* teachers inappropriately classify underachievers as SPED because these students do not learn conventionally;
* students who learn differently can achieve, and do with learning-style responsive instruction;
* teachers should experiment with learning-style responsive instruction before recommending students for SPD; and
* it is immoral, and should be illegal, to classify children who learn differently as SPED instead of teaching them the way they learn (Dunn, Shea, Evans, & MacMurren, 1991).
What is Learning Style?
According to Dunn and Dunn (1993), learning style is the way individuals begin to concentrate on, process, internalize, and remember new and difficult academic information. Thies of Yale University (1979, 1999-2000) theorized that learning style is comprised of both biological and developmental characteristics that make the identical instructional environments, methods, and resources effective for some learners and ineffective for others. Most people have learning-style preferences, but individuals' preferences differ significantly. To capitalize on their learning style, students need to be made aware of their:
1. reactions to the immediate instructional environment--sound versus silence; bright versus soft lighting; warm versus cool temperatures, and formal versus informal seating;
2. own emotionality--motivation, persistence, responsibility (conformity versus nonconformity), and preference for structure versus choices;
3. sociological preferences for learning--alone, with peers, with either a collegial or authoritative adult, and/or in a variety of ways as opposed to patterns or routines;
4. physiological characteristics--perceptual strengths (auditory, visual, tactual, and/or kinesthetic strengths), time-of-day energy levels, intake (snacking while concentrating), and/or mobility needs; and global versus analytic versus integrated processing styles (Dunn, Thies, & Honigsfeld, 2001). For Table 1, see issue's website <http://rapidintellect.com/AEQweb/win2002.htm>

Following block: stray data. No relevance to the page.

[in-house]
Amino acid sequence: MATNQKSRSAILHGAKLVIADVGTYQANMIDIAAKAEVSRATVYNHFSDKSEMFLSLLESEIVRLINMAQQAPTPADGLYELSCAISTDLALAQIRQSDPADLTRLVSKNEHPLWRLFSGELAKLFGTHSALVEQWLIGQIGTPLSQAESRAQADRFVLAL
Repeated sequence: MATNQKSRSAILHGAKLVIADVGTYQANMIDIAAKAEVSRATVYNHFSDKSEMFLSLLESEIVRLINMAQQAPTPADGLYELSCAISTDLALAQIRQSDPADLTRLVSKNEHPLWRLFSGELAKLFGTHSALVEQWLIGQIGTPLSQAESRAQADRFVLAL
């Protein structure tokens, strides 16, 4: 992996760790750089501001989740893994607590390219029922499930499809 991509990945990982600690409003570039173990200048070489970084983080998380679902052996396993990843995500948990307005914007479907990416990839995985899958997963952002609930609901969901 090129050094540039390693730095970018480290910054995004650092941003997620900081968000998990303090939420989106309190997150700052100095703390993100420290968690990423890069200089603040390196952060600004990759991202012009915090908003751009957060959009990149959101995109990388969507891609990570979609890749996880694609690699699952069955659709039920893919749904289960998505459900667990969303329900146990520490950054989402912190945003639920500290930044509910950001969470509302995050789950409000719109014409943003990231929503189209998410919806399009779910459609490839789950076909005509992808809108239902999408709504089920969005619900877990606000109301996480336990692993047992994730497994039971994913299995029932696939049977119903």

The Track Record on Learning-Style Based Instruction
Researchers at more than 117 institutions of higher education have conducted more than 800 studies with the Dunn and Dunn Learning-Style Model (Research on the Dunn and Dunn Model, 2002; www.learningstyles.net.) One meta-analysis of research conducted between 1980-1990 with 42 experimental studies conducted at 13 different universities with this model, revealed that eight variables coded for each study produced 65 individual effect sizes (Dunn, Griggs, Olson, Gorman, & Beasley, 1995). The overall, unweighted group effect size value (r) was .384 and the weighted effect size value was .353 with a mean difference (d) of .755. Referring to the standard normal curve, this suggested These data indicated that matching students' learning-style preferences with educational interventions compatible with those preferences was beneficial to their academic achievement. A second meta-analysis of experimental studies (Lovelace, 2002) was conducted with experimental studies conducted at 18 different universities. The total sample size (N) was 7196 and the total number of individual effect sizes was 168. Those results paralleled closely those of the first meta-analysis. Most effect sizes ranged from medium to large. Apparently, regardless of the institution at which the research was conducted or the age of the students, individuals whose learning styles were accommodated, could be expected to achieve 75% of a standard deviation higher than students who had not had their learning styles accommodated.